Enhancing Human Traits: Ethical and Social Implications

Enhancing Human Traits: Ethical and Social Implications

by Erik Parens
     
 

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In this volume, scholars from philosophy, sociology, history, theology, women’s studies, and law explore the looming ethical and social implications of new biotechnologies that are rapidly making it possible to enhance an individual’s mental and physical attributes in ways previously only imagined.

To clarify the issues, the contributors grapple with

Overview

In this volume, scholars from philosophy, sociology, history, theology, women’s studies, and law explore the looming ethical and social implications of new biotechnologies that are rapidly making it possible to enhance an individual’s mental and physical attributes in ways previously only imagined.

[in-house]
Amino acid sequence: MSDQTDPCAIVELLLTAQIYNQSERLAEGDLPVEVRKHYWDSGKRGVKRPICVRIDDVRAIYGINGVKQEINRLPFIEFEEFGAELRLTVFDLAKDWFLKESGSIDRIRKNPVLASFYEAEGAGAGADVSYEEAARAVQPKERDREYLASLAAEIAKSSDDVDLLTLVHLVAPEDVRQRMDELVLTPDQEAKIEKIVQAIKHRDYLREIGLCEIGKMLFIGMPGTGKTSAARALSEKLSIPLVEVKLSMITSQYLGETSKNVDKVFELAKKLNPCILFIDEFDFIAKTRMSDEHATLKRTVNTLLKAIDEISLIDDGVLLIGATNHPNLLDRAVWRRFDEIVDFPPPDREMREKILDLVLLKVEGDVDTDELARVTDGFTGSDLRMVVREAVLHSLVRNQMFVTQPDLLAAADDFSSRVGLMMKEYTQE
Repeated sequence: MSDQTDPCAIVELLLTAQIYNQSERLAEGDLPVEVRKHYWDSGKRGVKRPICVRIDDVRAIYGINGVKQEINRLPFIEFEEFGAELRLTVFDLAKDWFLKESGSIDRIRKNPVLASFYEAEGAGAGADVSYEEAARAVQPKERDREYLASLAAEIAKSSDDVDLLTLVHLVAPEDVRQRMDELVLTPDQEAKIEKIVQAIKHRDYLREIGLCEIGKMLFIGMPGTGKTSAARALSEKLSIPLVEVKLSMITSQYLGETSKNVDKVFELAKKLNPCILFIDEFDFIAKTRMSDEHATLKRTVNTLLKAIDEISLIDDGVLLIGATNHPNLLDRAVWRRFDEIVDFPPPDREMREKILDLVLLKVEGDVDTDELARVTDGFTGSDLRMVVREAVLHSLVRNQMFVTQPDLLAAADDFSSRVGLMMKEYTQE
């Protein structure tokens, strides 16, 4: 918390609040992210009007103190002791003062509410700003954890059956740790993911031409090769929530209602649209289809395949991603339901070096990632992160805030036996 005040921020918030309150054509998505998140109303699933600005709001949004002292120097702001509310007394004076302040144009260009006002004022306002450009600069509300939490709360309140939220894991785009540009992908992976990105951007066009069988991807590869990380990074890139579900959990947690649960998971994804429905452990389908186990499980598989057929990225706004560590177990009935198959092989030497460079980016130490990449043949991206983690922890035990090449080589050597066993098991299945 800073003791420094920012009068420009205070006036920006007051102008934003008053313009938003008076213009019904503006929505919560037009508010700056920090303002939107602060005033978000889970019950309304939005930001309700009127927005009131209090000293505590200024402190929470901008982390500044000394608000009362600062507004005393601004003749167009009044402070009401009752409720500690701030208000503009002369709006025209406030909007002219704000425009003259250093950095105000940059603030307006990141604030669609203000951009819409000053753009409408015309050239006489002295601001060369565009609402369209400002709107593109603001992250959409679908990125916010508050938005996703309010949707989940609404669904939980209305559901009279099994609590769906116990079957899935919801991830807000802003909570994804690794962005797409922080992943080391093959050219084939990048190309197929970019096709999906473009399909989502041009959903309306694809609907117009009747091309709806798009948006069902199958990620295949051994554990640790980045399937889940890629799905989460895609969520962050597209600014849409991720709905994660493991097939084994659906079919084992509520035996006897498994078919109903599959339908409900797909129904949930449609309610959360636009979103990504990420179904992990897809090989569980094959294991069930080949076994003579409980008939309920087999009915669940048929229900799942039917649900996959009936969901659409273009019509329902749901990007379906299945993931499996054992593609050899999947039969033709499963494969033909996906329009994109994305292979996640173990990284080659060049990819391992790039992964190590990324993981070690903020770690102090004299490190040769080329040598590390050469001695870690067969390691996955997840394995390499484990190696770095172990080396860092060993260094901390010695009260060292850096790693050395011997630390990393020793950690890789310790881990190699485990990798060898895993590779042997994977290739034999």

To clarify the issues, the contributors grapple with the central concept of "enhancement" and probe the uses and abuses of the term. Focusing in particular on the moral issues pertaining to cosmetic surgery and cosmetic psychopharmacology (a category which includes Prozac), they also examine notions of identity, authenticity, normality, and complicity. Other essays in this collection address the social ramifications of the new technologies, including the problems of access and fairness.

Editorial Reviews

From the Publisher

"Are enhancement technologies a good thing? We regard self-development through education and exercise a virtue, almost a duty. Why not pursue these ends by means of enhancement technologies?... Enhancing Human Traits represents a landmark in the discussion of these thorny issues....I predict that this book will open a debate that will play a significant role in shaping our culture in the years to come." -- Nature